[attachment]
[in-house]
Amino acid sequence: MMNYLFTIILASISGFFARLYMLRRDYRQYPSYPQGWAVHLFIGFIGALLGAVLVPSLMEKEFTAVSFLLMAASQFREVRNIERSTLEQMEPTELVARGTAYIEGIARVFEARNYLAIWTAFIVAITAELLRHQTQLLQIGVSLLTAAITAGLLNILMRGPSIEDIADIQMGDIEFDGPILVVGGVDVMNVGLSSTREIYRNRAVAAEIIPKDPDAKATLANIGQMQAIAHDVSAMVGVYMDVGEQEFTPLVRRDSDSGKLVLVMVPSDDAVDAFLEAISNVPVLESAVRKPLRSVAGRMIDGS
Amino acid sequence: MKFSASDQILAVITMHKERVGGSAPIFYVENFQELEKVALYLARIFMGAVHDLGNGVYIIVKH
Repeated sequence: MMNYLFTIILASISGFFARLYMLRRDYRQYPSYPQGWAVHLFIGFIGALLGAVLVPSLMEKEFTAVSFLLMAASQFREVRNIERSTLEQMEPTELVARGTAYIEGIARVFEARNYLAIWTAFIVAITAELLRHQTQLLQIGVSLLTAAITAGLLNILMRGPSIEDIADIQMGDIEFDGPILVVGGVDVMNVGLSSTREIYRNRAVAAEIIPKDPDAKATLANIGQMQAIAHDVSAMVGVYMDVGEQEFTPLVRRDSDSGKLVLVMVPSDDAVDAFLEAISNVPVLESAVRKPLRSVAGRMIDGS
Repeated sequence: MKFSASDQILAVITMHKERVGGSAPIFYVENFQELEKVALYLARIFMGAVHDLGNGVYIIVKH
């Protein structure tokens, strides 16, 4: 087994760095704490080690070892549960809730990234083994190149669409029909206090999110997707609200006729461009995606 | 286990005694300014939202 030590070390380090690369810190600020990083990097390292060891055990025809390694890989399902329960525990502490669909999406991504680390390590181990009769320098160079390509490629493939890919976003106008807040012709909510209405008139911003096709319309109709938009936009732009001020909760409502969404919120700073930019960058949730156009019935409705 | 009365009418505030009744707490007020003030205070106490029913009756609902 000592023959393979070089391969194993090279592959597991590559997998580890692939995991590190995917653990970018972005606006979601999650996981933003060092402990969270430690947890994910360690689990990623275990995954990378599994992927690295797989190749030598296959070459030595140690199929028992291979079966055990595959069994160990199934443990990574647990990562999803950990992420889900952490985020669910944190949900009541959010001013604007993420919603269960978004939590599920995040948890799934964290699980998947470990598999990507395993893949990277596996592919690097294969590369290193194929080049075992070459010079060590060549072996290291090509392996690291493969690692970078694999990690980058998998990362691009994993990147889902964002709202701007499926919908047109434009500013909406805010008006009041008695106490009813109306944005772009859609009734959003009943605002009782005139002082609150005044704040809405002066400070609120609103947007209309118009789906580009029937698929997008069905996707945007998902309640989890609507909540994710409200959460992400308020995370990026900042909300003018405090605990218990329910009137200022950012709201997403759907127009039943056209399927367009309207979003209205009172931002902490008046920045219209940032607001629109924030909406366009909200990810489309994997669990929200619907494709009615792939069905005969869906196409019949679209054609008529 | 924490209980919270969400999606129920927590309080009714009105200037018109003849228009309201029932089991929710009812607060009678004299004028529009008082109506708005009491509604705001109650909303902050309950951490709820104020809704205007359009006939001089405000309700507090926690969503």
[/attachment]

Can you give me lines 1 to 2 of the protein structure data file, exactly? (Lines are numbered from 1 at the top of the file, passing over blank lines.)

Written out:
[in-house]
Amino acid sequence: MMNYLFTIILASISGFFARLYMLRRDYRQYPSYPQGWAVHLFIGFIGALLGAVLVPSLMEKEFTAVSFLLMAASQFREVRNIERSTLEQMEPTELVARGTAYIEGIARVFEARNYLAIWTAFIVAITAELLRHQTQLLQIGVSLLTAAITAGLLNILMRGPSIEDIADIQMGDIEFDGPILVVGGVDVMNVGLSSTREIYRNRAVAAEIIPKDPDAKATLANIGQMQAIAHDVSAMVGVYMDVGEQEFTPLVRRDSDSGKLVLVMVPSDDAVDAFLEAISNVPVLESAVRKPLRSVAGRMIDGS